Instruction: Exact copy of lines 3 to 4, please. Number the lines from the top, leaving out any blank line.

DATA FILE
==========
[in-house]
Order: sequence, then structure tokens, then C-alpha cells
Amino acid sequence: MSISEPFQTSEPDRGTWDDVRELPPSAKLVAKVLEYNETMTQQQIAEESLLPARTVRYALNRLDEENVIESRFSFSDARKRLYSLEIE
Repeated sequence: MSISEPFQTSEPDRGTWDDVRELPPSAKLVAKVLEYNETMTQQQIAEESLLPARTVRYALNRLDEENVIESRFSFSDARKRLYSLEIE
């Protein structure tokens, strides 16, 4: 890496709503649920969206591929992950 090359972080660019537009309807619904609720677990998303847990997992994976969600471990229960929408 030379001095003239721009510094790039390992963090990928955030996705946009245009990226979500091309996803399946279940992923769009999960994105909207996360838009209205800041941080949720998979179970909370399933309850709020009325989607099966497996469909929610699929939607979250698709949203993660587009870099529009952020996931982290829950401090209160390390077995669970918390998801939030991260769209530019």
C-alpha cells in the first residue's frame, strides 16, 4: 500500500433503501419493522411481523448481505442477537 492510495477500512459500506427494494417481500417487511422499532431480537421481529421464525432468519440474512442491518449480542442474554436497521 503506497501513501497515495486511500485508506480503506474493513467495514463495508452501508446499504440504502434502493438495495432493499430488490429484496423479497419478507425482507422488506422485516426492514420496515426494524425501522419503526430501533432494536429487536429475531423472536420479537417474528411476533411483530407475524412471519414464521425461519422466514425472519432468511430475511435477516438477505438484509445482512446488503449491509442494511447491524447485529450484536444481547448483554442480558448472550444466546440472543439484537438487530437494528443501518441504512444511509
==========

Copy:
Amino acid sequence: MSISEPFQTSEPDRGTWDDVRELPPSAKLVAKVLEYNETMTQQQIAEESLLPARTVRYALNRLDEENVIESRFSFSDARKRLYSLEIE
Repeated sequence: MSISEPFQTSEPDRGTWDDVRELPPSAKLVAKVLEYNETMTQQQIAEESLLPARTVRYALNRLDEENVIESRFSFSDARKRLYSLEIE